The mourning cloak butterfly is among the longest-lived butterflies in the region, and possibly the longest-lived. This medium-sized butterfly’s distinctive pattern serves as its namesake: a deep purplish-black uppersides with a thick creamy-white margin decorated with iridescent blue spots and markings, resembling a beautiful cloak.
Mourning cloak caterpillars feed on a wide range of host plants found throughout Tennessee and most of North America. Unlike some other caterpillars, mourning cloaks are known to wander about from plant to plant. Adults prefer oak sap, but will also feed on fruits and nectar.
4. Cabbage White
Scientific name: Pieris rapae
It may sound odd to have a butterfly named after a vegetable, but the name comes from the caterpillar’s preferred food: Brassica. The caterpillars may become pestilent for gardeners as their feeding frenzies often decimate cabbages and related vegetables. Cabbage white adults feed on numerous flowers
Adults are small- to medium-sized butterflies with clean white wings decorated with small black spots and marginal patches. This species is common throughout its massive range, which spans throughout much of North America.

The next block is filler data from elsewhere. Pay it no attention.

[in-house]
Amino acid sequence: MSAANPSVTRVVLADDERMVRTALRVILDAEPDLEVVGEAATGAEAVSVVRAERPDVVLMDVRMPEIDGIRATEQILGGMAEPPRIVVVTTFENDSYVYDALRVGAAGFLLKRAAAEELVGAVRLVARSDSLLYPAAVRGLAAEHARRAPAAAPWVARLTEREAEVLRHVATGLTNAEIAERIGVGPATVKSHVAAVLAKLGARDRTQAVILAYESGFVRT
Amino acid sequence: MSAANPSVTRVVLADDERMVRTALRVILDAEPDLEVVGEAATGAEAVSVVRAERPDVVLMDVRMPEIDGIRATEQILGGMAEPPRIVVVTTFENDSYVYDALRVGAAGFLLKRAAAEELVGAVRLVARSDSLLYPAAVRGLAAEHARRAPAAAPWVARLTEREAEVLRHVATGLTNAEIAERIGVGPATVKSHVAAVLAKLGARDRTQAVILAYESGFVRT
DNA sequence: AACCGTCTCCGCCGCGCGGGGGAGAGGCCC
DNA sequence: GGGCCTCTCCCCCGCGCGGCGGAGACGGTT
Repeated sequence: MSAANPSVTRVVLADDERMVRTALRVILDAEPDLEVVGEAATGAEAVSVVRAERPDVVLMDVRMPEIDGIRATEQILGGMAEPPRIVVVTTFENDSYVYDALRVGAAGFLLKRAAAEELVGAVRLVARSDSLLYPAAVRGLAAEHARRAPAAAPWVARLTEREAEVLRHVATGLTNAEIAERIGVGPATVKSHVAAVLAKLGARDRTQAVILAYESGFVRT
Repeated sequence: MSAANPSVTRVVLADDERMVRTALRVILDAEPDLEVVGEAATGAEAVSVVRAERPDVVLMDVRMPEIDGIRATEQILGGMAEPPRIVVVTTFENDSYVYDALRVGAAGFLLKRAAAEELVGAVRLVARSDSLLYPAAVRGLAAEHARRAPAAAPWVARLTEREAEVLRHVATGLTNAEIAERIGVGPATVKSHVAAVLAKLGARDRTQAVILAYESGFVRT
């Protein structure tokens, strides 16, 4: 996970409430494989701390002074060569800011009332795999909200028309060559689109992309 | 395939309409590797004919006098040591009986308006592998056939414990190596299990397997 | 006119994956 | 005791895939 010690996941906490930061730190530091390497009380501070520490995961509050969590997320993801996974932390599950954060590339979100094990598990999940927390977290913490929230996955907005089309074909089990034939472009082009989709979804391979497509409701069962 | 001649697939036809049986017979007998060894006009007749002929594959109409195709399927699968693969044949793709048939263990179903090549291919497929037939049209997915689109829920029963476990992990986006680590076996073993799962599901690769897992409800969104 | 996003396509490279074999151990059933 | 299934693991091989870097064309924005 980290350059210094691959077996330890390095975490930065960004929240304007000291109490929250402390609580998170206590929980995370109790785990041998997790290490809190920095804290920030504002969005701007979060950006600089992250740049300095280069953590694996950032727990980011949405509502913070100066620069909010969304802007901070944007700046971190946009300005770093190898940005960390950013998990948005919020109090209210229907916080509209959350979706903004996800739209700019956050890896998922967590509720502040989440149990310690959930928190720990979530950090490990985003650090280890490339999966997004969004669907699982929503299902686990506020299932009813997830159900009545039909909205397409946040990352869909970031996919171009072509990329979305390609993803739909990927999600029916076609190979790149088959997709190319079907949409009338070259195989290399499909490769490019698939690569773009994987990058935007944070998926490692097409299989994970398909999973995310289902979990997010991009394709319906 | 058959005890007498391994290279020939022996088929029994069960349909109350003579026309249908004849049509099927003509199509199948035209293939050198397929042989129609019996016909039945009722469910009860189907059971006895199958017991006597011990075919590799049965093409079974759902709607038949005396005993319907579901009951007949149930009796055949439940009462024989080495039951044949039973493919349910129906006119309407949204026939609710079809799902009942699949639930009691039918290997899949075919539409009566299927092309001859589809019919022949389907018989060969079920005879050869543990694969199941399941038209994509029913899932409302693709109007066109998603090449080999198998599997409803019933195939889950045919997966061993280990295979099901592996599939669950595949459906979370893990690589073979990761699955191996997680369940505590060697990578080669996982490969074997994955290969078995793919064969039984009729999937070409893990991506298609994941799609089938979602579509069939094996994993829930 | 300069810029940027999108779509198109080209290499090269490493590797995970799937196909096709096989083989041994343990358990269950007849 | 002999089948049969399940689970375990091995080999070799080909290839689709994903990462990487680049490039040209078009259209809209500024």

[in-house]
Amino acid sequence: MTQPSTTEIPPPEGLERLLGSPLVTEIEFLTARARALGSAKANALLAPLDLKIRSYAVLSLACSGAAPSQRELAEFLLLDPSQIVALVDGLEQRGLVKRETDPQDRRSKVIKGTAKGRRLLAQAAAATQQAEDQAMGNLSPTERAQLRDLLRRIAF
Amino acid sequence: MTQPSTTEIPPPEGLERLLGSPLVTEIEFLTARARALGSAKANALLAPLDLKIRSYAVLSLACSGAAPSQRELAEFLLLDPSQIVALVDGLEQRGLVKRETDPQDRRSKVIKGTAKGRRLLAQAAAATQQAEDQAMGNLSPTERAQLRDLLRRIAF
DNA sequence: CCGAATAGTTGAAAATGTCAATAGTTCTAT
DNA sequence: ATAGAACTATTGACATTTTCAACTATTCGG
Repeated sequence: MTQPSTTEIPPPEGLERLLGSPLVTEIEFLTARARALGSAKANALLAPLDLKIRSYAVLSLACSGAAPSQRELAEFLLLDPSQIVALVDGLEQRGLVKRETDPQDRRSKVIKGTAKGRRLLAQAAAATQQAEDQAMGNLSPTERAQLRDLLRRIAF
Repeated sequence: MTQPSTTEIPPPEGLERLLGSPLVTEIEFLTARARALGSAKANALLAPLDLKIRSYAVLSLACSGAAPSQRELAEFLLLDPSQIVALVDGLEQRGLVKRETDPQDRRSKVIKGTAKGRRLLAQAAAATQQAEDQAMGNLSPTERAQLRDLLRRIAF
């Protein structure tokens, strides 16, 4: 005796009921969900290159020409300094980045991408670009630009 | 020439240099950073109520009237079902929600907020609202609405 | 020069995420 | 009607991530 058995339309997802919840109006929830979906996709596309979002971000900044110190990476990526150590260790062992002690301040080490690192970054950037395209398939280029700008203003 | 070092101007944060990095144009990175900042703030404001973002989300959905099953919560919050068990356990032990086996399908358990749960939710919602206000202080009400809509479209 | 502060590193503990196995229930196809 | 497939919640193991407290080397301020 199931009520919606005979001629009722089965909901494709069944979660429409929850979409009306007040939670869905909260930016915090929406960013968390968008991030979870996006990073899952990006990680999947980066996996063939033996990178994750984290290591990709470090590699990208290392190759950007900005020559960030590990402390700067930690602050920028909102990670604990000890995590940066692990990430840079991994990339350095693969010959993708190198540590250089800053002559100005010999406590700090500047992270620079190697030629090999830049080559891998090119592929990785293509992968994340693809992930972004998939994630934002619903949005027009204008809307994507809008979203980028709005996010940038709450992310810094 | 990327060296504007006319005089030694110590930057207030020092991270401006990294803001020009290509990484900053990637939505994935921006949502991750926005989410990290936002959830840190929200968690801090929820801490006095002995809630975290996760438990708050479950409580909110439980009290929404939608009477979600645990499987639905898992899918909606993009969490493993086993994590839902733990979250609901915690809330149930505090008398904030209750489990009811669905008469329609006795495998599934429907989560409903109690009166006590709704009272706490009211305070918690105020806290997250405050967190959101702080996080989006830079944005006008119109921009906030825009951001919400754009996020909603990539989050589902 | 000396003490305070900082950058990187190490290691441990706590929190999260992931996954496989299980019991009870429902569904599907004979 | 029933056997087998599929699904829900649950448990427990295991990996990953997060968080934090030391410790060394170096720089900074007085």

Scientific name: Limenitis archippus
The viceroy’s impressive range includes all of Tennessee, it’s a common sight throughout the state. This vividly colored butterfly is often mistaken for the well-known monarch due to its similar markings. Adults are medium-sized with wingspans between 2 ½ to 3 ½ inches.
Rusty orange wings are sectioned with black stripes and lines; a single row of white dots breaks up the black wing margins. Caterpillars feed on a variety of trees in the willow family, including Salix and Populus species. Adults feed on a wide variety of foods including carrion, fungi, and flowers.
6. Question Mark
Scientific name: Polygonia interrogationis
The question mark’s deep reddish-orange uppersides are dazzled with black spots and a thin white margin. Their hind-wings are primarily a dusky black with short tails. When its wings are upright and folded, Question Mark butterflies resemble dead leaves with one striking iridescent question mark-shaped spot on the hindwing.